CD8+ T cells impact control of viral infections by direct elimination of infected cells and secretion of a number of soluble factors. In HIV-1 infection, persistent HIV-1 specific IFN-γ+ CD8+ T cell responses are detected in the setting of disease progression, consistent with functional impairment in vivo. Recent data suggest that impaired maturation, as defined by the lineage markers CD45RA and CCR7, may contribute to a lack of immune control by these responses.
We investigated the maturation phenotype of epitope-specific CD8+ T cell responses directed against HIV-1 in 42 chronically infected, untreated individuals, 22 of whom were “Controllers” (median 1140 RNA copies/ml plasma, range<50 to 2520), and 20 “progressors” of whom had advanced disease and high viral loads (median 135,500 RNA copies/ml plasma, range 12100 to >750000). Evaluation of a mean of 5 epitopes per person revealed that terminally differentiated CD8+ T cells directed against HIV-1 are more often seen in HIV-1 Controllers (16/22; 73%) compared to HIV-1 progressors (7/20; 35%)(p = 0.015), but the maturation state of epitope-specific responses within a given individual was quite variable. Maturation phenotype was independent of the HLA restriction or the specificity of a given CD8+ T cell response and individual epitopes associated with slow disease progression were not more likely to be terminally differentiated.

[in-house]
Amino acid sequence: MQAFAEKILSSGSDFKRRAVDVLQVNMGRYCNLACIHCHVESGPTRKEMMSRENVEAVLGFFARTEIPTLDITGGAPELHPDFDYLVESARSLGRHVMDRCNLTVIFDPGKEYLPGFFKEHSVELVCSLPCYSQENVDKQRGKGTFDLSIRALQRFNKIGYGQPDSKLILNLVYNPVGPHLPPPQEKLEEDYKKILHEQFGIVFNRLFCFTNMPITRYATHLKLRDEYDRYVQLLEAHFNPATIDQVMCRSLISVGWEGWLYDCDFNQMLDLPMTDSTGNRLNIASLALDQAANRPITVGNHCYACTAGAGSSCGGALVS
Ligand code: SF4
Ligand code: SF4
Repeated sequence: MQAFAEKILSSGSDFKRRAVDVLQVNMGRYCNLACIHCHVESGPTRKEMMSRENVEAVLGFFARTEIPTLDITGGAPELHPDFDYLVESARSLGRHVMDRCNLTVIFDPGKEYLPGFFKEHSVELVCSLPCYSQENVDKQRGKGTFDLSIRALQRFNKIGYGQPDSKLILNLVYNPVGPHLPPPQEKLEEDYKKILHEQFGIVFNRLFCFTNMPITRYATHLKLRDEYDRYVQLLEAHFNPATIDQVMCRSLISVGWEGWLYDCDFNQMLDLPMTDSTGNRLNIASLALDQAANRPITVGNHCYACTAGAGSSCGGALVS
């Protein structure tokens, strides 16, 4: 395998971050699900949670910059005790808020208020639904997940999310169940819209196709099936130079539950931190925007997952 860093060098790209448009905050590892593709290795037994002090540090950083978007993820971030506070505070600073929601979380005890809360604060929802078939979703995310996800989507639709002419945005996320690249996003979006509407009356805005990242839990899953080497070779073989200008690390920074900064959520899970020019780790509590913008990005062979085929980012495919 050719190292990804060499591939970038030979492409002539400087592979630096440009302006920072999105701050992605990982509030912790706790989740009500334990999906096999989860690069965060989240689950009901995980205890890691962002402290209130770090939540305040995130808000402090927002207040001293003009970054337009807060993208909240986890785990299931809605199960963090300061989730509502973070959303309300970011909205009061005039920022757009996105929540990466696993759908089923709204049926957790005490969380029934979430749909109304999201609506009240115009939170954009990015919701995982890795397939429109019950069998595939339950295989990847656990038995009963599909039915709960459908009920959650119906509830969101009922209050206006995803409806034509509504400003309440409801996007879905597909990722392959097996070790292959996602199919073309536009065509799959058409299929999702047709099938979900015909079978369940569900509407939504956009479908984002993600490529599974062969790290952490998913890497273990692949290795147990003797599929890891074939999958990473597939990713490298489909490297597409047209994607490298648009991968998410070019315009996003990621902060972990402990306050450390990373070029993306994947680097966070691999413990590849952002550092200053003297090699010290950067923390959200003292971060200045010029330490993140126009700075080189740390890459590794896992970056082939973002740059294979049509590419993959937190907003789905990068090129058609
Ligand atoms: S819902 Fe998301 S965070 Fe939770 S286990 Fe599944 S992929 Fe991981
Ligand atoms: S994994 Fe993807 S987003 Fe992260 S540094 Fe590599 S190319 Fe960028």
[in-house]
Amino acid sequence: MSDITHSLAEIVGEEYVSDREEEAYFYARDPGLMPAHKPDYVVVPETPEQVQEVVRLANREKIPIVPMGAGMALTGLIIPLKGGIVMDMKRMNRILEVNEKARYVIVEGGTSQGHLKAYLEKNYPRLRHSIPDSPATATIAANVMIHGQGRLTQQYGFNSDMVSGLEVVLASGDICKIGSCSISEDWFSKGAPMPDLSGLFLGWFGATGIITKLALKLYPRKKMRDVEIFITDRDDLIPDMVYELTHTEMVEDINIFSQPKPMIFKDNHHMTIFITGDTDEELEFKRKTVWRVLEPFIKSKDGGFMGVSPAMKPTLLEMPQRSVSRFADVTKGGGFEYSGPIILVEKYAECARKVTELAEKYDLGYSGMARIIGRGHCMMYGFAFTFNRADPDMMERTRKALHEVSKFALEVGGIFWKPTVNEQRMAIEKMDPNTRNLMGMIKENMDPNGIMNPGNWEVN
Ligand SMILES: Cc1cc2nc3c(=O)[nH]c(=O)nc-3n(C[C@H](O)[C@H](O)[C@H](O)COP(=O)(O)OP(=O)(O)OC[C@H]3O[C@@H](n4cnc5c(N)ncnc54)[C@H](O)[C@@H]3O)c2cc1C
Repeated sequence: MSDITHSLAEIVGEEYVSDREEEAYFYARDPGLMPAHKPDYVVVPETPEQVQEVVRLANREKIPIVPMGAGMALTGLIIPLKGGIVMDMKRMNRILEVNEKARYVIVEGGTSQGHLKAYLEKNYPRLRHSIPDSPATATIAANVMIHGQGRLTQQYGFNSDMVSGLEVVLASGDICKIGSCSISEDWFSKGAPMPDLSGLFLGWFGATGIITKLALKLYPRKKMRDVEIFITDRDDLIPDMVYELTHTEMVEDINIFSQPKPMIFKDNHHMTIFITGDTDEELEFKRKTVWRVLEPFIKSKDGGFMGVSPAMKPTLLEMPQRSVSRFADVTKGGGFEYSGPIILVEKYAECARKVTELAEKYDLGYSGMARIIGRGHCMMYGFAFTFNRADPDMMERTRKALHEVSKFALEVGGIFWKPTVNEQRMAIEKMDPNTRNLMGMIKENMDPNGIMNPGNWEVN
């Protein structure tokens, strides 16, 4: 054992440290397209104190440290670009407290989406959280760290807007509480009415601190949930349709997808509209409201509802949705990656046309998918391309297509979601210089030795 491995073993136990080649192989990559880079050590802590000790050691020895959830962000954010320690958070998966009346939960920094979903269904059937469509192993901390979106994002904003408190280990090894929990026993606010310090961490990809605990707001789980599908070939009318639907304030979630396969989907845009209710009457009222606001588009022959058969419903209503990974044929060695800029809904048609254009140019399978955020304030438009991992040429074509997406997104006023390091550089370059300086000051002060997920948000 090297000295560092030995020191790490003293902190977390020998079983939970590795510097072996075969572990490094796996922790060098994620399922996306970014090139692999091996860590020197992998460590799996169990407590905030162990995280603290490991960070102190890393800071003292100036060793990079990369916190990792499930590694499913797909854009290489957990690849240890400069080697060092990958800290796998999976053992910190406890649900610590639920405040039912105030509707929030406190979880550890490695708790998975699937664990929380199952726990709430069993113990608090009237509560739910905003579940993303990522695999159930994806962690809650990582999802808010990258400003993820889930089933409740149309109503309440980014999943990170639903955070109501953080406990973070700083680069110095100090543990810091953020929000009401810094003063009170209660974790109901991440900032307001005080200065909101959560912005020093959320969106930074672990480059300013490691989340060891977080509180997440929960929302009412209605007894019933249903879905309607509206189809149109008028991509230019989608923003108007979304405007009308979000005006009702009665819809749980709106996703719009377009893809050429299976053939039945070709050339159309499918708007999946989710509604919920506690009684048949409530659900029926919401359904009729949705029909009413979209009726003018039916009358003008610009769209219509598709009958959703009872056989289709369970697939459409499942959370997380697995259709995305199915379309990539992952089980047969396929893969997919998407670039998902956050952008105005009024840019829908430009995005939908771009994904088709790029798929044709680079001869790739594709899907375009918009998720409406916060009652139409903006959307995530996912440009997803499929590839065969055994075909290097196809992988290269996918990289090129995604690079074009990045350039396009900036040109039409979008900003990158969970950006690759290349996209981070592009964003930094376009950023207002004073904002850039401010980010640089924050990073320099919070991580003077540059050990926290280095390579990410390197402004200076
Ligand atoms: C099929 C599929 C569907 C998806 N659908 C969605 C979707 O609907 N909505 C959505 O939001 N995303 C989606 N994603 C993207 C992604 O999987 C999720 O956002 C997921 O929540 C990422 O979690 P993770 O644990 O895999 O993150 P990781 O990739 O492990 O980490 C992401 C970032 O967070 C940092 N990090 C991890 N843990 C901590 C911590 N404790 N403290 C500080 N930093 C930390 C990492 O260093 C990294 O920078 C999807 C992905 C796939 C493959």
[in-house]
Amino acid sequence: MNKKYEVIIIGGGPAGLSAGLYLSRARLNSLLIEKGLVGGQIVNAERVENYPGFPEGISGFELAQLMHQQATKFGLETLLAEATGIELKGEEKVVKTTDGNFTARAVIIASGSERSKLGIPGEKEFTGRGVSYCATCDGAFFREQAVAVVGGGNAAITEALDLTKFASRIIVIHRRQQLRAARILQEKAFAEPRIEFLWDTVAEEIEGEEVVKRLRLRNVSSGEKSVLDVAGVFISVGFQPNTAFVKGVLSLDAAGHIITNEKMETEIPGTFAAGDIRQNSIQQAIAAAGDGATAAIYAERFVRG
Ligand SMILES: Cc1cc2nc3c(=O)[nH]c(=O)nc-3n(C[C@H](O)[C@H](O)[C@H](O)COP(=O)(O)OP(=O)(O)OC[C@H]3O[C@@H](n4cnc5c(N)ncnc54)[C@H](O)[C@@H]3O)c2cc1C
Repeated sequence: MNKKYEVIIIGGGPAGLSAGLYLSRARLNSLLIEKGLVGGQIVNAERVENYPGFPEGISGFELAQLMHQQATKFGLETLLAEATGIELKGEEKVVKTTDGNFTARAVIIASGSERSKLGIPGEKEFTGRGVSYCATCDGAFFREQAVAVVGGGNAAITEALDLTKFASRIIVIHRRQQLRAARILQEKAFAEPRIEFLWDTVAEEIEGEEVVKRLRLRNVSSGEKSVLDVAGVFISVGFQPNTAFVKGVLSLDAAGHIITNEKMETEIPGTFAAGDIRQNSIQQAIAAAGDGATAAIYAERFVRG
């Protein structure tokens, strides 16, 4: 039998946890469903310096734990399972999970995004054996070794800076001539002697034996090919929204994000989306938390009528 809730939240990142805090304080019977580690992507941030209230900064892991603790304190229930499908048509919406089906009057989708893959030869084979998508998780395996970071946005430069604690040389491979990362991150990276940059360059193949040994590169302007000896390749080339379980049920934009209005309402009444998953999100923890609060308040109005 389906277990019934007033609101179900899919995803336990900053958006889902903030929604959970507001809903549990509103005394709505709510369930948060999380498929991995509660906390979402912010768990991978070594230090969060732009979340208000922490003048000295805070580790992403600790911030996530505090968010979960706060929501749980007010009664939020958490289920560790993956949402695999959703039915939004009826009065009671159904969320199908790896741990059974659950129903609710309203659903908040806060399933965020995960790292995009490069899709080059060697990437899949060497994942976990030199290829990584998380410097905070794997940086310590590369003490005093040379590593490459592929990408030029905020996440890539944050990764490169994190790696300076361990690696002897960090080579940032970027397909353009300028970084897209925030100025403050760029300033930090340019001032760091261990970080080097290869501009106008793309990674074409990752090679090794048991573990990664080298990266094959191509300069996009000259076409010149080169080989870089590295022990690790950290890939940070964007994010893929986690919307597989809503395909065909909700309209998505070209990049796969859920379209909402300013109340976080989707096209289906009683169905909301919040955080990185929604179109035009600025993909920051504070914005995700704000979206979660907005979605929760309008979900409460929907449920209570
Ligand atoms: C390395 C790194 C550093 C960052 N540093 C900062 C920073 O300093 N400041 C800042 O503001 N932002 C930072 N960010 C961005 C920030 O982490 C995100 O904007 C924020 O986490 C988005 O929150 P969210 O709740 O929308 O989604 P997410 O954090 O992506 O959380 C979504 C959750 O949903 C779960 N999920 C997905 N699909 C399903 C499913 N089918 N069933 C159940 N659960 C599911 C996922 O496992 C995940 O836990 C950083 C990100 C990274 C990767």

These data indicate that although full maturation of epitope-specific CD8+ T cell responses is associated with viral control, the maturation status of HIV-1 specific CD8+ T cell responses within a given individual are quite heterogeneous, suggesting epitope-specific influences on CD8+ T cell function.